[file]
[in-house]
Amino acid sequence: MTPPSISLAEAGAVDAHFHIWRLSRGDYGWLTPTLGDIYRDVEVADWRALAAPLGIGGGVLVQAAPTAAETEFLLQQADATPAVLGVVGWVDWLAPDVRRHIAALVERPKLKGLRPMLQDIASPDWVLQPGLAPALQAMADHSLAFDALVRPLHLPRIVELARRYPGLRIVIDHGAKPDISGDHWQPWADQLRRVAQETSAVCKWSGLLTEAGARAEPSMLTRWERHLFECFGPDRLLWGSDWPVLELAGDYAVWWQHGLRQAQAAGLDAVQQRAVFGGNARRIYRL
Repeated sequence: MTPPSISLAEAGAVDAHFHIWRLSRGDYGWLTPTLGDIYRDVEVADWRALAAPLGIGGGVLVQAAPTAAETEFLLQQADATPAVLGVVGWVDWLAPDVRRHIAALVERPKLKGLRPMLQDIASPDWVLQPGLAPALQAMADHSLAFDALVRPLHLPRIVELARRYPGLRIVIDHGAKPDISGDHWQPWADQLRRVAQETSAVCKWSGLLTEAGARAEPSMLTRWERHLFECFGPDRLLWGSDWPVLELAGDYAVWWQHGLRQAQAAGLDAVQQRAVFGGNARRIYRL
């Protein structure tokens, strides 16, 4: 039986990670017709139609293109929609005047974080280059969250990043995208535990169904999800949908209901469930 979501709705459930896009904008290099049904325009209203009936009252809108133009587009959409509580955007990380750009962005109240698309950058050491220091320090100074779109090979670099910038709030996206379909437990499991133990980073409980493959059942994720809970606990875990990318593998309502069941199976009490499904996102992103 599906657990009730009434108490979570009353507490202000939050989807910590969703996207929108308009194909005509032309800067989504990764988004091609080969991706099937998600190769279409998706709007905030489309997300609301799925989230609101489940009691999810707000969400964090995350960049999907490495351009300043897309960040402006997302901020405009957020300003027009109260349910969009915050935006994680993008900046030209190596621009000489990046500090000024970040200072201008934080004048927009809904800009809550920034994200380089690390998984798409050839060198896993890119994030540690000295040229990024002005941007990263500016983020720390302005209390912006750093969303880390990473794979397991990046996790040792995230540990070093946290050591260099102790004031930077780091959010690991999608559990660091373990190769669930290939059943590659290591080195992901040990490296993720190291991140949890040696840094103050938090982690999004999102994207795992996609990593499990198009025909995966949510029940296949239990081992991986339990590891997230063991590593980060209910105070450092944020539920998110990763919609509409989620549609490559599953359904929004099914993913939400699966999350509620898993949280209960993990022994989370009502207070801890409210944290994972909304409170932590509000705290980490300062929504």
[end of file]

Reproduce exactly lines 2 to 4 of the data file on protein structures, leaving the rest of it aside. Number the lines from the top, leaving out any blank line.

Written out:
Amino acid sequence: MTPPSISLAEAGAVDAHFHIWRLSRGDYGWLTPTLGDIYRDVEVADWRALAAPLGIGGGVLVQAAPTAAETEFLLQQADATPAVLGVVGWVDWLAPDVRRHIAALVERPKLKGLRPMLQDIASPDWVLQPGLAPALQAMADHSLAFDALVRPLHLPRIVELARRYPGLRIVIDHGAKPDISGDHWQPWADQLRRVAQETSAVCKWSGLLTEAGARAEPSMLTRWERHLFECFGPDRLLWGSDWPVLELAGDYAVWWQHGLRQAQAAGLDAVQQRAVFGGNARRIYRL
Repeated sequence: MTPPSISLAEAGAVDAHFHIWRLSRGDYGWLTPTLGDIYRDVEVADWRALAAPLGIGGGVLVQAAPTAAETEFLLQQADATPAVLGVVGWVDWLAPDVRRHIAALVERPKLKGLRPMLQDIASPDWVLQPGLAPALQAMADHSLAFDALVRPLHLPRIVELARRYPGLRIVIDHGAKPDISGDHWQPWADQLRRVAQETSAVCKWSGLLTEAGARAEPSMLTRWERHLFECFGPDRLLWGSDWPVLELAGDYAVWWQHGLRQAQAAGLDAVQQRAVFGGNARRIYRL
């Protein structure tokens, strides 16, 4: 039986990670017709139609293109929609005047974080280059969250990043995208535990169904999800949908209901469930 979501709705459930896009904008290099049904325009209203009936009252809108133009587009959409509580955007990380750009962005109240698309950058050491220091320090100074779109090979670099910038709030996206379909437990499991133990980073409980493959059942994720809970606990875990990318593998309502069941199976009490499904996102992103 599906657990009730009434108490979570009353507490202000939050989807910590969703996207929108308009194909005509032309800067989504990764988004091609080969991706099937998600190769279409998706709007905030489309997300609301799925989230609101489940009691999810707000969400964090995350960049999907490495351009300043897309960040402006997302901020405009957020300003027009109260349910969009915050935006994680993008900046030209190596621009000489990046500090000024970040200072201008934080004048927009809904800009809550920034994200380089690390998984798409050839060198896993890119994030540690000295040229990024002005941007990263500016983020720390302005209390912006750093969303880390990473794979397991990046996790040792995230540990070093946290050591260099102790004031930077780091959010690991999608559990660091373990190769669930290939059943590659290591080195992901040990490296993720190291991140949890040696840094103050938090982690999004999102994207795992996609990593499990198009025909995966949510029940296949239990081992991986339990590891997230063991590593980060209910105070450092944020539920998110990763919609509409989620549609490559599953359904929004099914993913939400699966999350509620898993949280209960993990022994989370009502207070801890409210944290994972909304409170932590509000705290980490300062929504």